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ABSTRACT: BACKGROUND: Penile squamous cell carcinomas (SCC) arise either through transforming infections with human papillomavirus (HPV) or independent of HPV, often in the background of lichen sclerosus (LS) and lichen planus (LP). Despite impact on therapy and prognosis, etiologic stratifications are missing in most histological diagnoses and publications about penile cancers/precursors. OBJECTIVE: Classification of penile lesions into HPV-induced or HPV-negative via immunohistochemical demonstration of p16ink4a overexpression, a surrogate marker for transforming HPV-high-risk infections, and p53 expression in the absence of p16ink4a overexpression. METHODS: Archival formalin-fixed material of 123 invasive penile cancers and 43 pre-invasive lesions was evaluated for the presence of LS, LP, 28 HPV genotypes, and expression of p53 and p16ink4a. RESULTS: Seventy-two of 123 SCCs and 33 of 43 pre-invasive lesions showed p16ink4a overexpression independent of HPV-HR genotypes involved; 66 of 72 SCCs and 29 of 43 precursor lesions revealed a single HPV-high-risk-genotype (HPV-HR16 in 76% followed by HPV33, HPV31, HPV45, HPV18, HPV56); 5 of 72 SCCs and 4 of 43 precursor lesions revealed multiple HPV-HR-genotypes. One SCC revealed HPV-LR and HR-DNA. Fifty-one of 123 SCCs and 10 precursor lesions were p16ink4a negative, but showed nuclear p53 expression in tumor cells and basal keratinocytes. Forty-nine of 51 SCCs and 10 of 10 precursor lesions lacked HPV DNA. Two of 51 SCCs contained HPV18 and HPV45 DNA, respectively, but p16ink4a negativity classified them as non-HPV-induced. Twenty-seven of 51 SCCs showed peritumoral LS, 13 of 51 SCCs showed peritumoral LP, and 11 SCCs revealed no peritumoral tissue. Histologically, HPV-negative precursors showed hyperkeratotic, verrucous, atrophic, and basaloid differentiation. LIMITATIONS: This was a retrospective study. CONCLUSIONS: p16ink4a overexpression identifies HPV-HR-induced penile carcinogenesis independent of HPV-HR genotype. p53 expression along with p16ink4a negativity identifies HPV-negative cancers. Correct etiologic classification of penile lesions during diagnostic work-up allows optimal therapy decisions.Journal of the American Academy of Dermatology 03/2013; · 5.00 Impact Factor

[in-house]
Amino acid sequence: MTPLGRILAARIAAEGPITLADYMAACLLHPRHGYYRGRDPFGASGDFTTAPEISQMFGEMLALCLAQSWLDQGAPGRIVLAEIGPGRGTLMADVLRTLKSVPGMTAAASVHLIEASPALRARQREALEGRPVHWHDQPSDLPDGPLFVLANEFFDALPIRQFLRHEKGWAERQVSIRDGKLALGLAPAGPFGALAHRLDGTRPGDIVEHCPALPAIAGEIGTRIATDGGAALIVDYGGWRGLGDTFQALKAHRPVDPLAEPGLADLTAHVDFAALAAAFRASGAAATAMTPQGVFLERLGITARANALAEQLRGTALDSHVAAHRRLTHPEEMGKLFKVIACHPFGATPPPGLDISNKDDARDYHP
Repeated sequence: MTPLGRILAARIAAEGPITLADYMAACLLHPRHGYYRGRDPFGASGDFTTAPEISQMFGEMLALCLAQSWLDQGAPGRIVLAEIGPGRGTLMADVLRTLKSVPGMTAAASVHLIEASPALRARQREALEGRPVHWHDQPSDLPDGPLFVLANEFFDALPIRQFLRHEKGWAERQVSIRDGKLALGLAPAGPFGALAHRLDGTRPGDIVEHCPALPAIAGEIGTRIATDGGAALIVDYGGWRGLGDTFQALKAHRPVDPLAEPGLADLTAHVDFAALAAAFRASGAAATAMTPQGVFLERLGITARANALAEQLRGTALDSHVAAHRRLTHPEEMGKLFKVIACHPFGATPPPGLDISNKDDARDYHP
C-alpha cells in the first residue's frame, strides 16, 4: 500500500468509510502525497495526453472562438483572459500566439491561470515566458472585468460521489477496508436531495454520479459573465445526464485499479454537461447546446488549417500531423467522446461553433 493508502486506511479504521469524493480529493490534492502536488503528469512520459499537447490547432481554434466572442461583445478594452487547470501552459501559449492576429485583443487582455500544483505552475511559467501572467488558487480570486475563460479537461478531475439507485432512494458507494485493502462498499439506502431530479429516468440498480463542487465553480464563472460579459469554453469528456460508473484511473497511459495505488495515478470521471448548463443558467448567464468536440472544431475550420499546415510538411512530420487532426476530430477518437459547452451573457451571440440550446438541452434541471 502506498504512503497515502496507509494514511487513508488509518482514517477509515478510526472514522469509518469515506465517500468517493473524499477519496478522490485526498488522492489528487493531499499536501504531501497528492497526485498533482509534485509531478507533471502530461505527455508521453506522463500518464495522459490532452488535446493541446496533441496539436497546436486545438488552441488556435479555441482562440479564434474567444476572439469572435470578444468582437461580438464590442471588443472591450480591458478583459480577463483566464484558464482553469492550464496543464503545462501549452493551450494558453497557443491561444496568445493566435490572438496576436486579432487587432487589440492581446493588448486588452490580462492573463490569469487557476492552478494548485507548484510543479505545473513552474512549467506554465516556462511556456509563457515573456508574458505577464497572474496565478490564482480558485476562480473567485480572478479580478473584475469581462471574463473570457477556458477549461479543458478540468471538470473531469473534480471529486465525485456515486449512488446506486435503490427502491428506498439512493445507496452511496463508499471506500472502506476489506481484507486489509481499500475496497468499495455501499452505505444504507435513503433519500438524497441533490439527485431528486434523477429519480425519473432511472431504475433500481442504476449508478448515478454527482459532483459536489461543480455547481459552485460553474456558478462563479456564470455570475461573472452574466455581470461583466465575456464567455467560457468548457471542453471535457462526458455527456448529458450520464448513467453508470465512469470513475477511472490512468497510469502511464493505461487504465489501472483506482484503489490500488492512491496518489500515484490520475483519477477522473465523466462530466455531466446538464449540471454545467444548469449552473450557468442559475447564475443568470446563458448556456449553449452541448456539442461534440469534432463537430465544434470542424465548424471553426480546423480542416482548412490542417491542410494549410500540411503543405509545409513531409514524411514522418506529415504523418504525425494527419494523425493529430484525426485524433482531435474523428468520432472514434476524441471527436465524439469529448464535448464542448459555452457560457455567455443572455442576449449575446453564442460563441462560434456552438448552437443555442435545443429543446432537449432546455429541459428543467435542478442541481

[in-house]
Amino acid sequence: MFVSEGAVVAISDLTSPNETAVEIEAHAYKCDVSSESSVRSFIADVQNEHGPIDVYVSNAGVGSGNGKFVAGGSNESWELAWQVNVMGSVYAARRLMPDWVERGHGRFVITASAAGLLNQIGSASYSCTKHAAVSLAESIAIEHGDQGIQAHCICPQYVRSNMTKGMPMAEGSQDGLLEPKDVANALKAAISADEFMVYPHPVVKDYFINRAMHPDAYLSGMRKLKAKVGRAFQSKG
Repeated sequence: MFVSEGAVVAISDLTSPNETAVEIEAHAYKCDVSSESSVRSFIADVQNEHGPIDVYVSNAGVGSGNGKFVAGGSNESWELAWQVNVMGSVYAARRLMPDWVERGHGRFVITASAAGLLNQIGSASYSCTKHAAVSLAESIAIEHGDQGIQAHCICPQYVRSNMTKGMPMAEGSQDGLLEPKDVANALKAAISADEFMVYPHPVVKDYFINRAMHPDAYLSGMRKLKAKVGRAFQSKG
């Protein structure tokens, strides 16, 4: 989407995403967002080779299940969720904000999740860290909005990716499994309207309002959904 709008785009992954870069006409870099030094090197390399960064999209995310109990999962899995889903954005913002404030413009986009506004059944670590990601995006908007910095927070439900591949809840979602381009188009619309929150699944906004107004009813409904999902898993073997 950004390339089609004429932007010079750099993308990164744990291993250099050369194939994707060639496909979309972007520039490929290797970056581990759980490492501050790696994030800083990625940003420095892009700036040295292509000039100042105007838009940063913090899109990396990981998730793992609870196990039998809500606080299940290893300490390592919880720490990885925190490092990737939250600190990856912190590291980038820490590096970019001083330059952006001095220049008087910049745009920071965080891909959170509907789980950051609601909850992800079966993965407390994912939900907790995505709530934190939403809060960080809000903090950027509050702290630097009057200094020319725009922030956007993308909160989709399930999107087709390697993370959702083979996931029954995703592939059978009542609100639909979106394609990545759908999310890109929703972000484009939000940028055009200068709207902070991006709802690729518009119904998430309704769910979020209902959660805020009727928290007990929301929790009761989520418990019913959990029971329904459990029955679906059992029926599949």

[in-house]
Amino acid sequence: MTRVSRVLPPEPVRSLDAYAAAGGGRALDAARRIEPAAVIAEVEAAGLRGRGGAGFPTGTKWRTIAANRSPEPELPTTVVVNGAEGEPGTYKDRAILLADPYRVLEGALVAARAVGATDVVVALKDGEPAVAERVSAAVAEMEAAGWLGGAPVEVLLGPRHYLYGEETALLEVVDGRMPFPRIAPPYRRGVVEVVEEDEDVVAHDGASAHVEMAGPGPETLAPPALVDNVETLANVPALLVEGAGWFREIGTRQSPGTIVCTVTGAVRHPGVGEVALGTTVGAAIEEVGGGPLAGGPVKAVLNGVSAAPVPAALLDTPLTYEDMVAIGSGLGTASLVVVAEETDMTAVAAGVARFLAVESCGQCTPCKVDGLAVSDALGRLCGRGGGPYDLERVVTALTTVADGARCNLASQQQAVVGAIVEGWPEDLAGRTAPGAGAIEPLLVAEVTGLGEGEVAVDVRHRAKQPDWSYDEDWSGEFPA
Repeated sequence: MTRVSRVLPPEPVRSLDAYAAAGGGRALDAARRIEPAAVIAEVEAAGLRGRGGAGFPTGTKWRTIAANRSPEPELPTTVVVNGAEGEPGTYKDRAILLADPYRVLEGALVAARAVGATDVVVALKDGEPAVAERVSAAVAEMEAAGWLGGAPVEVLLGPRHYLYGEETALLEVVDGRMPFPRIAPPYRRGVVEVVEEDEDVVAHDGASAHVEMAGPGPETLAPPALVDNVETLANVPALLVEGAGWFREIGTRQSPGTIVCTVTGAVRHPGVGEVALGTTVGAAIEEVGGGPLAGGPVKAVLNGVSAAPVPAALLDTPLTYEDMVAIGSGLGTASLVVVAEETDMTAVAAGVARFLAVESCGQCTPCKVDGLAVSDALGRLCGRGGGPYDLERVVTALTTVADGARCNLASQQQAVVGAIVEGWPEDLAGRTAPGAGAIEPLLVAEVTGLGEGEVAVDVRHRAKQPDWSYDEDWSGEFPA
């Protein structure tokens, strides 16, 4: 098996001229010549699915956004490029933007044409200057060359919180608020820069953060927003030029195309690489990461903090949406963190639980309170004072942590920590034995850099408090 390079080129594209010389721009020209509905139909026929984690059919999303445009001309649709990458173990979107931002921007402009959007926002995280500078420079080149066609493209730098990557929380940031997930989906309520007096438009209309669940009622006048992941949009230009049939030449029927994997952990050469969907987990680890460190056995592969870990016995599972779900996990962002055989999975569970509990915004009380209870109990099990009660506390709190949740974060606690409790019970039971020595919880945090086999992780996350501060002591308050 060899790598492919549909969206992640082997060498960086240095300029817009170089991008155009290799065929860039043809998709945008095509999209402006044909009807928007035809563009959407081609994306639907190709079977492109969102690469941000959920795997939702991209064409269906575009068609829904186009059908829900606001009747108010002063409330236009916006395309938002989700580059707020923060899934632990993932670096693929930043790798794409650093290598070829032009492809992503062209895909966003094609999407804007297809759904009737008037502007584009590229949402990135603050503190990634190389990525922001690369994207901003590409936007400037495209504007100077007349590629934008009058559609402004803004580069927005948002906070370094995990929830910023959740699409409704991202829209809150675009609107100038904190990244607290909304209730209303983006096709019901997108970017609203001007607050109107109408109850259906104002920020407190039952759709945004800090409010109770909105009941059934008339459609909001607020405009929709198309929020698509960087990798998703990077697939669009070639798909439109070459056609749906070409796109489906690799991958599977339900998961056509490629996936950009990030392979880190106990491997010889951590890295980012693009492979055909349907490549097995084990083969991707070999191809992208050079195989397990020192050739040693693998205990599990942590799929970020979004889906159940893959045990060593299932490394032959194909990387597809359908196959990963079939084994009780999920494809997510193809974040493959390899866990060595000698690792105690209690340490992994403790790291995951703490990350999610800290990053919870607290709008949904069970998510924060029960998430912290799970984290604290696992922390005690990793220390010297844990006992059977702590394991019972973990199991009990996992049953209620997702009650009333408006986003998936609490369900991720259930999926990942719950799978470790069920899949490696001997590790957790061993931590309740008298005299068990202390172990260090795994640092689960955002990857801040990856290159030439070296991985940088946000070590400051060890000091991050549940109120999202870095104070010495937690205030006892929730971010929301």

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ABSTRACT: Penile cancer is an aggressive disease, with major psychological and social impact. The etiological factors are poor genital hygiene, the presence of phimosis, viral infection, ultraviolet radiation, smoking, balanitis xerotic obliterans, and chronic lichen. Identifying prognostic factors is important to select patients at risk for lymph node metastasis and avoid unneeded lymphadenectomy. The presence of lymph node metastasis is currently the strongest prognostic factor but its evaluation is imperfect using clinical and laboratorial methods. The treatment for invasive penile cancer is based on the treatment of primary tumor, usually with amputation and regional lymphadenectomy, treatments that have a high morbidity rate.